Security researchers are claiming that the pseudo-random number generator used by Microsoft in Windows is flawed. Only Windows 2000 is evaluated, though the shortcomings of the random number generator are most likely present in Windows XP and Vista.
A team of cryptographers led by Dr. Benny Pinkas from the Department of Computer Science at the University of Haifa, Israel, were able to unravel how the CryptGenRandom function Windows 2000 worked, without assistance from Microsoft. This analysis revealed that random number generation in Windows 2000 is far from genuinely random — or even pseudo-random.
Because of this it was possible for the researchers to predict numbers generated by the software, after first determining the internal state of the generator.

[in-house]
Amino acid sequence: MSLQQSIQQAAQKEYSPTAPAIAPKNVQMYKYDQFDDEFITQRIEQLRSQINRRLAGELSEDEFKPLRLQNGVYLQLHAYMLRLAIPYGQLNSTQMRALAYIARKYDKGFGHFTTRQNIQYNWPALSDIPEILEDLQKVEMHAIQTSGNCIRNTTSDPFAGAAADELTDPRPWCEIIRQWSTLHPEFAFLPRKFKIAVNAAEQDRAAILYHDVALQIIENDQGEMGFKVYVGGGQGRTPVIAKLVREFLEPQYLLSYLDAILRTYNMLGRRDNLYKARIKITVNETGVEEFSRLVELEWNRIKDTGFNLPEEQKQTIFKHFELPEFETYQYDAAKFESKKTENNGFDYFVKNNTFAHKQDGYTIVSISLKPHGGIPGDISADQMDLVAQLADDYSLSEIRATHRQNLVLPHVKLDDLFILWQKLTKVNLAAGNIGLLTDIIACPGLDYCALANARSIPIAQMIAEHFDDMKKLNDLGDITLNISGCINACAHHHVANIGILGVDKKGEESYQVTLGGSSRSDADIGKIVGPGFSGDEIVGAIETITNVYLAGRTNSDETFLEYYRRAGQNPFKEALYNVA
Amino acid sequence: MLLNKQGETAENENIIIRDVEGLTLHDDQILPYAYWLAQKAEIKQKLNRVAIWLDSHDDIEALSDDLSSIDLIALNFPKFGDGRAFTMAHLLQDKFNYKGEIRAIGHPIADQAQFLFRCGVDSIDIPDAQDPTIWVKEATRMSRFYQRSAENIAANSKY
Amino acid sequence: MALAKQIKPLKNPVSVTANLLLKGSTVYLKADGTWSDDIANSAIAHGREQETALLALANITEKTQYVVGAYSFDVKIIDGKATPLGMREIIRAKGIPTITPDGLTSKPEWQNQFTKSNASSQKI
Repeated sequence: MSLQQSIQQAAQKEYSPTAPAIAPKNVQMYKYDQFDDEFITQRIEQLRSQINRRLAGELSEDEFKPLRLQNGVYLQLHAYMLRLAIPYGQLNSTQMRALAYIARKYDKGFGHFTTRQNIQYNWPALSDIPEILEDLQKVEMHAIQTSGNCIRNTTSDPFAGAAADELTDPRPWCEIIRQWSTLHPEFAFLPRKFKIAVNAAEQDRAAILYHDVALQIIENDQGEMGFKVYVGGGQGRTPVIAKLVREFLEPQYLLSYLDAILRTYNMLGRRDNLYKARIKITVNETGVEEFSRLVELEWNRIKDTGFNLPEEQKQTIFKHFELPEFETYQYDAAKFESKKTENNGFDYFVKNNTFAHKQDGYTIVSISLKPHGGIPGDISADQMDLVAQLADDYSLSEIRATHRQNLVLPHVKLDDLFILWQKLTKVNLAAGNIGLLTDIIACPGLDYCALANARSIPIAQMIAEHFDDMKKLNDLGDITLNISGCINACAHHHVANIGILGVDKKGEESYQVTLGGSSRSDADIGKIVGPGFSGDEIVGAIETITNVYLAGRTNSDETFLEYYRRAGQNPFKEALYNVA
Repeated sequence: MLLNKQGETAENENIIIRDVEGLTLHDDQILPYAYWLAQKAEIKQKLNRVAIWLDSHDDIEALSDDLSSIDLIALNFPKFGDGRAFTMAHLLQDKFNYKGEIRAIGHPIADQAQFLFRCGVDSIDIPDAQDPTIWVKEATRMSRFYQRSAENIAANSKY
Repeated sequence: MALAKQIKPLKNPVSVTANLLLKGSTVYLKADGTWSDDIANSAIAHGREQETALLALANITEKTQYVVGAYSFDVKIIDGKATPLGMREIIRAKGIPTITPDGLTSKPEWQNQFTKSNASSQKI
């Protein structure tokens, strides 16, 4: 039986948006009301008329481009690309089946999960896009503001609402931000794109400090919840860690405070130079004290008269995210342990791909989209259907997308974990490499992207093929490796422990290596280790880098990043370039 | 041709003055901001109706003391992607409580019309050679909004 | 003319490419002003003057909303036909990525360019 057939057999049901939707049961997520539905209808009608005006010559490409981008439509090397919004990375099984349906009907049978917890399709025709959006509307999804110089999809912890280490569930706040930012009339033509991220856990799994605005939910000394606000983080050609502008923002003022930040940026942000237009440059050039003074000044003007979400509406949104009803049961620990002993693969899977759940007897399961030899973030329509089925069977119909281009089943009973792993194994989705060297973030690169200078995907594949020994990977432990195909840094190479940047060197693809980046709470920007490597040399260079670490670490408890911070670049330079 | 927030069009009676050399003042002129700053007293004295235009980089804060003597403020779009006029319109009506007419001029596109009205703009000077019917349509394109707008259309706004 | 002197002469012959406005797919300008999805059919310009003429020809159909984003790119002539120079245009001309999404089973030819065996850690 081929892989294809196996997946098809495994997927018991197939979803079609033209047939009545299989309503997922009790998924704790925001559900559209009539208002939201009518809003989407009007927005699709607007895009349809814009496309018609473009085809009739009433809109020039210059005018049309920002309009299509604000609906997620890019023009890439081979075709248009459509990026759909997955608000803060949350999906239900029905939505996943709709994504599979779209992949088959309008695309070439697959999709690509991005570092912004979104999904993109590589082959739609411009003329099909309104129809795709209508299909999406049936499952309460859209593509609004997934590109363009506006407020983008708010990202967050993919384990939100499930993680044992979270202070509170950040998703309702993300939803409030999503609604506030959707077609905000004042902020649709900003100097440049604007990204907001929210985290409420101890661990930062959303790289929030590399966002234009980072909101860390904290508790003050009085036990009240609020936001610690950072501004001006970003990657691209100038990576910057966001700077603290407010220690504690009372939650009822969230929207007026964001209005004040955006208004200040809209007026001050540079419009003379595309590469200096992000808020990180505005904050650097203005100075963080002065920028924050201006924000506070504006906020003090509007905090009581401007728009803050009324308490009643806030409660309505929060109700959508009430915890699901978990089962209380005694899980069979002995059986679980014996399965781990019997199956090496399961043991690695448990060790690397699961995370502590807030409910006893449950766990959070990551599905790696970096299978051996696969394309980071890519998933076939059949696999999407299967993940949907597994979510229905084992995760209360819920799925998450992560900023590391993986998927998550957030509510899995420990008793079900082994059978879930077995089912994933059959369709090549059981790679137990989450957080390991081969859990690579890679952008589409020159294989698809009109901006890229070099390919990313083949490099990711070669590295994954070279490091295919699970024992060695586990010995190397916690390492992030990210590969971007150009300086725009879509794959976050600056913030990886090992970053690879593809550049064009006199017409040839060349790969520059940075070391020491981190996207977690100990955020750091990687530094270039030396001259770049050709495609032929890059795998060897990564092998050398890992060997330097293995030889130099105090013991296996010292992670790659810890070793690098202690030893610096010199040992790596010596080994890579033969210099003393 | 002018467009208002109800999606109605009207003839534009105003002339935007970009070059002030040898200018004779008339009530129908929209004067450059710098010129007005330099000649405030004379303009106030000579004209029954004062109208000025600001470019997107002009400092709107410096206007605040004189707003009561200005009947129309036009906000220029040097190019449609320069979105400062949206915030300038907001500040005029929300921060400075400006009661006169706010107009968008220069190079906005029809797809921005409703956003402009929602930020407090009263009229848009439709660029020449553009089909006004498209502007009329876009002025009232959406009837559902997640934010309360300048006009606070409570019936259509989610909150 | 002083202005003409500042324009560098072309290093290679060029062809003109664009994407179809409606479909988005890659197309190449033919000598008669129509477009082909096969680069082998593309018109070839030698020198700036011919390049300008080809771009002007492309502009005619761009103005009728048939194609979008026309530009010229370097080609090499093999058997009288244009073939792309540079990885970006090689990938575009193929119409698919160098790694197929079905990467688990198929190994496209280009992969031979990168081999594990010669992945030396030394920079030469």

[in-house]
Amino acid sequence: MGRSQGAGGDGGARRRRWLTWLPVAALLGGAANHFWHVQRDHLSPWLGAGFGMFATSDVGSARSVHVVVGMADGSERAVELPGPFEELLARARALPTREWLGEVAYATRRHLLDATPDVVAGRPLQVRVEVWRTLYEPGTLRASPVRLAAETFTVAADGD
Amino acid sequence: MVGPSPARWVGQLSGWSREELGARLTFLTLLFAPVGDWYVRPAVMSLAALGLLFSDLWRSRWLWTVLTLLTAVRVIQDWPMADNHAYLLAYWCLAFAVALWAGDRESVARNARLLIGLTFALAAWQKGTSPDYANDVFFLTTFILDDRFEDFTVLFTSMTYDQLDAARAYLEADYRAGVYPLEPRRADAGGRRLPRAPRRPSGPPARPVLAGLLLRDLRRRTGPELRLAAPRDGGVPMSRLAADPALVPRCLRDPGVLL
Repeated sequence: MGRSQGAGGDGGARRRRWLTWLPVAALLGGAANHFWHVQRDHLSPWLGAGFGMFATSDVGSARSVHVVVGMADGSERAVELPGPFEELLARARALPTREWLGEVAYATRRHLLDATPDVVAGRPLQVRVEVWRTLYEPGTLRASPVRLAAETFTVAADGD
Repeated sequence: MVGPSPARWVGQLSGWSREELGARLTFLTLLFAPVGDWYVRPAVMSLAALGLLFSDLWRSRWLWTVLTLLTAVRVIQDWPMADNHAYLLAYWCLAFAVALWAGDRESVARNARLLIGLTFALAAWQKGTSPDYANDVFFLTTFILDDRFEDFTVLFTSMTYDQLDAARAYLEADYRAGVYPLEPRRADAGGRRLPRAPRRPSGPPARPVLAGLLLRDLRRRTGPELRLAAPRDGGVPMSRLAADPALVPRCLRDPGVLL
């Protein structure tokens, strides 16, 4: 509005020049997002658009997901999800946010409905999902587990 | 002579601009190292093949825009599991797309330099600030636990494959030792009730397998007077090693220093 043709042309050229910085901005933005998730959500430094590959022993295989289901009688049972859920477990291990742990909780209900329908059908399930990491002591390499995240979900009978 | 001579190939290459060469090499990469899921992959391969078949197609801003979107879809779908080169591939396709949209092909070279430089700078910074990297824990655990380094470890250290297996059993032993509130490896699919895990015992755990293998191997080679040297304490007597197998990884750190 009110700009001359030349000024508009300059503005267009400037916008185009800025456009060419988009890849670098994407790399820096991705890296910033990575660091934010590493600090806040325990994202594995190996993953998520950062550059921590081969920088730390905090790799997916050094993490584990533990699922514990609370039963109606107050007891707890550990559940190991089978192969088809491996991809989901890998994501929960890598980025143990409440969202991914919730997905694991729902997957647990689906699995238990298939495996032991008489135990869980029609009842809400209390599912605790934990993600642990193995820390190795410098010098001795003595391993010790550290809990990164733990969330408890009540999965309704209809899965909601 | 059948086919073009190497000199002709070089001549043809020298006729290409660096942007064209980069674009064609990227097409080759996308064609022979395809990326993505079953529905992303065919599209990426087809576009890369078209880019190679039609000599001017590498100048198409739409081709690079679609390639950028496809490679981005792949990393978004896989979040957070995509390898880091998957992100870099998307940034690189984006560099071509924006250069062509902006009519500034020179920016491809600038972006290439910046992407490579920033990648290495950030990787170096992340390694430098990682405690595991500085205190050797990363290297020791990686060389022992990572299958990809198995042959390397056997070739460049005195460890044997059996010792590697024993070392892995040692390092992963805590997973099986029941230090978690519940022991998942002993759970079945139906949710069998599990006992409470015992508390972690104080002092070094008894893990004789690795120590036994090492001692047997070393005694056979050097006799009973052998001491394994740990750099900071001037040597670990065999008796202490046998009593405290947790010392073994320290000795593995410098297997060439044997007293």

The implications here is that a local attack can be used to determine a single state of the random number generator. It will be possible after that to predict all random values, such as used in SSL keys, and possibly other cryptographic functions.
If you enjoy reading
Greek geek-stuffs, you can check out the results of the research titled Cryptanalysis of the Windows Random Number Generator.
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Paul Mah is a writer and blogger who lives in Singapore, where he has worked for a number of years in various capacities within the IT industry. Paul enjoys tinkering with tech gadgets, smartphones, and networking devices.